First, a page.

Access to the tunnel is east off Main Street at the intersection with Airport Road. Parking is available in the MetraPark lot, along the MetraPark access road or in the dirt lot near Earl Guss Park. Access on the west side of Main Street is next to Blanco Blanco, 320 Main St.
The 200-foot tunnel runs through a steel culvert 14 feet in diameter. The concrete trail through the tunnel is 10 feet wide. The tunnel also has ceiling lights and lights on both sides. NorthWestern Energy will be lighting the fixtures within the month, Hanel said.
The new tunnel runs parallel to an existing culvert that carries Alkali Creek under Main Street and is designed to provide backup drainage during floods.
Daryl Recanati, a cyclist who lives in the West End and works at the post office in the Heights, said he will use the tunnel when he pedals to work. The tunnel will be faster than waiting for street lights, he said.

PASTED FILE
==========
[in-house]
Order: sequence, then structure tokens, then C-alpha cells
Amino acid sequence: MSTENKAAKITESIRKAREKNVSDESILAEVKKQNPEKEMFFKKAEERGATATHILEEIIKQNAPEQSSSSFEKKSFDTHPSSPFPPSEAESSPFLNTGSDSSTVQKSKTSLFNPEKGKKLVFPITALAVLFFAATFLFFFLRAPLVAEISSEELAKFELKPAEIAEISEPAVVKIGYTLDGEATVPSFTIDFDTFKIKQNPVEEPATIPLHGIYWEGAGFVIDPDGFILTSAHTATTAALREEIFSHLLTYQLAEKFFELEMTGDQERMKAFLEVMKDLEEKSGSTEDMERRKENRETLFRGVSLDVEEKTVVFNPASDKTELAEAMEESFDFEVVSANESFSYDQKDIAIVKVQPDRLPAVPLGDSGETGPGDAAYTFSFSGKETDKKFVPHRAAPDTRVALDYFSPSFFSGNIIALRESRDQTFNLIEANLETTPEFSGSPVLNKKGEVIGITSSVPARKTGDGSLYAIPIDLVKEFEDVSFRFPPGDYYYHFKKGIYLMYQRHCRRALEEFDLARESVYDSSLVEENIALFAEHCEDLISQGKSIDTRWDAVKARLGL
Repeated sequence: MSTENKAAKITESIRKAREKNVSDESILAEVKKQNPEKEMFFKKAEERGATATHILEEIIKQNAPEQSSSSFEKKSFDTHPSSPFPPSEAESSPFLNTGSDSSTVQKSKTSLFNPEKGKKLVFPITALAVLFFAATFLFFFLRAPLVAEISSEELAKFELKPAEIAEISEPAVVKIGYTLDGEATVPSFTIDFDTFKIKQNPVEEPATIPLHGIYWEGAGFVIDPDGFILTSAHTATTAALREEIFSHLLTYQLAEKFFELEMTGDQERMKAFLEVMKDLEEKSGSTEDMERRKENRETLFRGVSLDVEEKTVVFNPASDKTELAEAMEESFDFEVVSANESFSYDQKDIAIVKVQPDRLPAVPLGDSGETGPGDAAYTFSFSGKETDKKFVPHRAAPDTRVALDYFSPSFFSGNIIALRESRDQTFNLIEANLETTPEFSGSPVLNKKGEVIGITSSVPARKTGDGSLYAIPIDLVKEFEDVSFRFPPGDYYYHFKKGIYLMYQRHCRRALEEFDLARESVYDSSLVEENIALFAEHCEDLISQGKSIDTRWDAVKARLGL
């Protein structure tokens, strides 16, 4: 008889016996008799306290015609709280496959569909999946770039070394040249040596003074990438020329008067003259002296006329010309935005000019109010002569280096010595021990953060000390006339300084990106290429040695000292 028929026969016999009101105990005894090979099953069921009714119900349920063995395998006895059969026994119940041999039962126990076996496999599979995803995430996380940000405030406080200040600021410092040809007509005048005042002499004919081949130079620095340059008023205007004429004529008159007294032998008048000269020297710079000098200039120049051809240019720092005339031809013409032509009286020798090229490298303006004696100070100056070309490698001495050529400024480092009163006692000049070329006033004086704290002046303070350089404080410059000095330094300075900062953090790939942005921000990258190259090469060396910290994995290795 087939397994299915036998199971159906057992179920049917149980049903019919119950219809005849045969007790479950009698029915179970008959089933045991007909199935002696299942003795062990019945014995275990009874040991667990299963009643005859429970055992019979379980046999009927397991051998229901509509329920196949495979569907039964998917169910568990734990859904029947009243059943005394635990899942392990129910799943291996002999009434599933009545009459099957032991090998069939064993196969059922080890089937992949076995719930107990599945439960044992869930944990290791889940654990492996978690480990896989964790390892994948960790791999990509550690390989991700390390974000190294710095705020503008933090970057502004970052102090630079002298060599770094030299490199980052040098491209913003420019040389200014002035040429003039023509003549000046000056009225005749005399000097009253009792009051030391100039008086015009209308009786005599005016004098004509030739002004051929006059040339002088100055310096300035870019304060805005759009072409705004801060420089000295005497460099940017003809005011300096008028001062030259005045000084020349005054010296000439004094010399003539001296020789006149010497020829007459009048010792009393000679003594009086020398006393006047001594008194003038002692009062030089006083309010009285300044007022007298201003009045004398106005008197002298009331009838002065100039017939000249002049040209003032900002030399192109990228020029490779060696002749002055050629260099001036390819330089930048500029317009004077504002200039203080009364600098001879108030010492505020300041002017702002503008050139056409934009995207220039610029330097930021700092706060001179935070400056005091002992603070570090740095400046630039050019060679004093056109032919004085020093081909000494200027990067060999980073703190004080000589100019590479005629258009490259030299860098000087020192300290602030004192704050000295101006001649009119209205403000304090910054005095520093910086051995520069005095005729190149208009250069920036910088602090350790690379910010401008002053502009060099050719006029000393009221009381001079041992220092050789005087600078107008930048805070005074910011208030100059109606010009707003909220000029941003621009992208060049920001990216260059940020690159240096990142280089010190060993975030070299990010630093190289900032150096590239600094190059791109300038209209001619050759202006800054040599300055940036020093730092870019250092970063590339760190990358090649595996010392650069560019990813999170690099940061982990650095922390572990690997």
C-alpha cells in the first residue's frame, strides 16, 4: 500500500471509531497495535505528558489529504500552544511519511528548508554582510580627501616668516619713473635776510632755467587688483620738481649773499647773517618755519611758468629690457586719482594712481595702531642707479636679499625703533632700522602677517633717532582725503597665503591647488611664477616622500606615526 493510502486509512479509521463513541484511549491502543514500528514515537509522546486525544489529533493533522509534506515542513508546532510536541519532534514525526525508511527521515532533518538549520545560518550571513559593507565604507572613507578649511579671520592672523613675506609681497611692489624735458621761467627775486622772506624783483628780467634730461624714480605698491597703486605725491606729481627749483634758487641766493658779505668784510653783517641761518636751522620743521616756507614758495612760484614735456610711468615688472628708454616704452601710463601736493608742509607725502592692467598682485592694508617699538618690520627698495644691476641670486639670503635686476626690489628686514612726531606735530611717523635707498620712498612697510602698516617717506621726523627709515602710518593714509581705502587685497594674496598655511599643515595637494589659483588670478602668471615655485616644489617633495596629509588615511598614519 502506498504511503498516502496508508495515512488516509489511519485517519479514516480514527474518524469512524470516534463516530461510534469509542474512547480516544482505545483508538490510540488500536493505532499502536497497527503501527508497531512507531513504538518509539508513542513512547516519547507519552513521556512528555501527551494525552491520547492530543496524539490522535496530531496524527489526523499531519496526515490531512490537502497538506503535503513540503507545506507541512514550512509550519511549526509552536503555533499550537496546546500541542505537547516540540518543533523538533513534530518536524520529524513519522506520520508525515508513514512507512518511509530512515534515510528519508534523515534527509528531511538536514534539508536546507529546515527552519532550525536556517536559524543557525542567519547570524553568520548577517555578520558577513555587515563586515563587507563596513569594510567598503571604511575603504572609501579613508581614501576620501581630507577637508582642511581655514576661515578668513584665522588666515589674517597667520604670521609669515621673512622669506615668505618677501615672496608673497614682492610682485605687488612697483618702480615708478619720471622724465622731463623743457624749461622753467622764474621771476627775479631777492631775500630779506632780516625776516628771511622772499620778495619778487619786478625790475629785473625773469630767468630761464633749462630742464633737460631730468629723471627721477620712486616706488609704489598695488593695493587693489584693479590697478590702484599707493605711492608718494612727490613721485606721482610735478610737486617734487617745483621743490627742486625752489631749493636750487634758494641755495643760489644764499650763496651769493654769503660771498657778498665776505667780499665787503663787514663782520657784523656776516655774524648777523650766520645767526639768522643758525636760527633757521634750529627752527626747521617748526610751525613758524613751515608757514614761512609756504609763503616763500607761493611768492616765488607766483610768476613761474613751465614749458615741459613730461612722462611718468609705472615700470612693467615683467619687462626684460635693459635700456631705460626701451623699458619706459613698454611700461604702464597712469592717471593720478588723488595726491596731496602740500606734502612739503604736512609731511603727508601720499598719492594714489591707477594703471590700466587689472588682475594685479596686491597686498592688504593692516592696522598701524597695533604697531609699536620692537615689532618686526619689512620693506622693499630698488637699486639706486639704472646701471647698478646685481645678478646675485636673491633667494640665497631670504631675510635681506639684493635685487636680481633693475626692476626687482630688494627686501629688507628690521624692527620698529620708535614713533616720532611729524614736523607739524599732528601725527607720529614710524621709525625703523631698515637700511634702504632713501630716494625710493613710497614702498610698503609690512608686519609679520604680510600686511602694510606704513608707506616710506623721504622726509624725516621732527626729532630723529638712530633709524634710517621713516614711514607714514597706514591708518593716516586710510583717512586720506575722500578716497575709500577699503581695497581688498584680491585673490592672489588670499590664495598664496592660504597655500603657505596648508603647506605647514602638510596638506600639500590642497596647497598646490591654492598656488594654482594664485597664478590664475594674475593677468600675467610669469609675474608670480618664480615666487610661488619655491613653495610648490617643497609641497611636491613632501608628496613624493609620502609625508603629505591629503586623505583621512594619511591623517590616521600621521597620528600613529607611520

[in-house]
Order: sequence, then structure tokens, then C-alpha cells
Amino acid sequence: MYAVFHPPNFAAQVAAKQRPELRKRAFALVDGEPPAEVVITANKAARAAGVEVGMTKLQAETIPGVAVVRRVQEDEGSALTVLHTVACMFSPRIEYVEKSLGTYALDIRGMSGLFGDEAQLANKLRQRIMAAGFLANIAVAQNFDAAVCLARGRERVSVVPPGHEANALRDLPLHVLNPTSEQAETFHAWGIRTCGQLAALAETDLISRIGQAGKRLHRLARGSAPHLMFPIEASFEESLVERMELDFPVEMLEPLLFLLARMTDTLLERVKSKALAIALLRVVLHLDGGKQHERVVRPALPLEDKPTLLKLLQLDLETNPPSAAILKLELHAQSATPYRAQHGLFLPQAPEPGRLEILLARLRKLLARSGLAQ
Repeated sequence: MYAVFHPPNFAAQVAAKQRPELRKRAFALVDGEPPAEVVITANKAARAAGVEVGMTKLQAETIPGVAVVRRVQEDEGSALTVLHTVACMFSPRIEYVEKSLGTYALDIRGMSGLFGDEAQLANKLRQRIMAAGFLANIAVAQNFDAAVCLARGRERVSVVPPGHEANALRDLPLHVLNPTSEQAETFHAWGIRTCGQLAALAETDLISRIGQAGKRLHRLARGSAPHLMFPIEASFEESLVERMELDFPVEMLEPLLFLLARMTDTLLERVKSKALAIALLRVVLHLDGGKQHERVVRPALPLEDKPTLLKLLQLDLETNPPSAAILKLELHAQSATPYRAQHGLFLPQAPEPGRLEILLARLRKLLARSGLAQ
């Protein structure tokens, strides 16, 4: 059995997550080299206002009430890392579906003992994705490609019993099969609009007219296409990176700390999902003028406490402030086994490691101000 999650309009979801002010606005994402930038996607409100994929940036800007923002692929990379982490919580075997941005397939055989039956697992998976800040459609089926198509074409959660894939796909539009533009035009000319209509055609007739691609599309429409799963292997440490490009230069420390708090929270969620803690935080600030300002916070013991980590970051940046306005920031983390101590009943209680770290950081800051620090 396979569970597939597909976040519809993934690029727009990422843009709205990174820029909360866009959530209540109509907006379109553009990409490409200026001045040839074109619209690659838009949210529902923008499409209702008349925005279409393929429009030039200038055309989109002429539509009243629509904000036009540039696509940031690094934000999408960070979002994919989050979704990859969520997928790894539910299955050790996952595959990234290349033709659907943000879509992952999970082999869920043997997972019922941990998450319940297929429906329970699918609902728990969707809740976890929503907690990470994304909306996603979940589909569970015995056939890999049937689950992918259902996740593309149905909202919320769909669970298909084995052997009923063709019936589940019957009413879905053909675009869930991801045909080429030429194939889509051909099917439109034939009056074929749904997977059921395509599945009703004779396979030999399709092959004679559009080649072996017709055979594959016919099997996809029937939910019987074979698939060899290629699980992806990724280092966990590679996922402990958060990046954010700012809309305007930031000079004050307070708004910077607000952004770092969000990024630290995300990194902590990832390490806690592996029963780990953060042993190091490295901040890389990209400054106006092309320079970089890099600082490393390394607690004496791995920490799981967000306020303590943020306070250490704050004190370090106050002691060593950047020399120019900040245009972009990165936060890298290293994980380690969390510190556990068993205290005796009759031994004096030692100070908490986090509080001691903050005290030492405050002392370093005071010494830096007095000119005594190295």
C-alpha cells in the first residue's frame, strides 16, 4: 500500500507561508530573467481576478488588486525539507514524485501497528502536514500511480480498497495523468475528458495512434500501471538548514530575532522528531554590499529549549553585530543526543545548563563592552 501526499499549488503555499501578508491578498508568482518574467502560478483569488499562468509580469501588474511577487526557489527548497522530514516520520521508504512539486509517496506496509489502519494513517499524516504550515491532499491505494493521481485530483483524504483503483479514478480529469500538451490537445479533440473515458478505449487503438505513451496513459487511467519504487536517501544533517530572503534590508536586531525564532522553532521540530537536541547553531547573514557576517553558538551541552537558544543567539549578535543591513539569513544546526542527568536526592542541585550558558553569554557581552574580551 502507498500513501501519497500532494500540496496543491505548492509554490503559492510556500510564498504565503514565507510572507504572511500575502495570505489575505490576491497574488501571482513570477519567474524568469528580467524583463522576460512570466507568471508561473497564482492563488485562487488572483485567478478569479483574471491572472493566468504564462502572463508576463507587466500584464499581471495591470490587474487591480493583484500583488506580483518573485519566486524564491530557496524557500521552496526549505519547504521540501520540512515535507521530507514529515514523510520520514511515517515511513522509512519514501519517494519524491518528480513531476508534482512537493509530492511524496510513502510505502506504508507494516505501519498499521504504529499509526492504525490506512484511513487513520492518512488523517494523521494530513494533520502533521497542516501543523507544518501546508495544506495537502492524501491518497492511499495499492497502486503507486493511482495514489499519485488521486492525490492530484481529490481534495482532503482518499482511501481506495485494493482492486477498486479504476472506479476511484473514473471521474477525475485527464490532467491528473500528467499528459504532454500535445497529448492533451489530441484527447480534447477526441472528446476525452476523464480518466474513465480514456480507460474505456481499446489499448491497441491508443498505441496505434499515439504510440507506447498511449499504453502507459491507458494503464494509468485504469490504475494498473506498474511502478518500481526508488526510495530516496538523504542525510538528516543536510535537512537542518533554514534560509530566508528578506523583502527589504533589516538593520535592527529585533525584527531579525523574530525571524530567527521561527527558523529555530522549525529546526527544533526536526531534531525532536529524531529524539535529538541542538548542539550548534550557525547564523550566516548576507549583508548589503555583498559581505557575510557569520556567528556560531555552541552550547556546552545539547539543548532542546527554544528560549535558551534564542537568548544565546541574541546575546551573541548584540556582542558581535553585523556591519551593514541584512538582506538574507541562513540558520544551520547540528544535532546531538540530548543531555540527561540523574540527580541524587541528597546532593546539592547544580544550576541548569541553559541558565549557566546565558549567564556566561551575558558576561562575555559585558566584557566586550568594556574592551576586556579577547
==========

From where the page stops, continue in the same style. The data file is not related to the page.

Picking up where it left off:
Heights resident Pam Pipal said she came to the dedication to check out a new walking route for her and her dog.
Yellowstone County Commissioner Jim Reno said guests at nearby Heights motels will be able to walk to MetraPark events. In anticipation of more cyclists using MetraPark, the county is adding more bike racks in the rebuilding of the tornado-damaged Rimrock Auto Arena, he said.
Billings City Councilman Denis Pitman, who represents the Heights, said the new tunnel helps break down some of the physical barriers between the east and west sides of the Heights and the rest of Billings. It also helps unite the community, he said. "When we do that, it's exciting."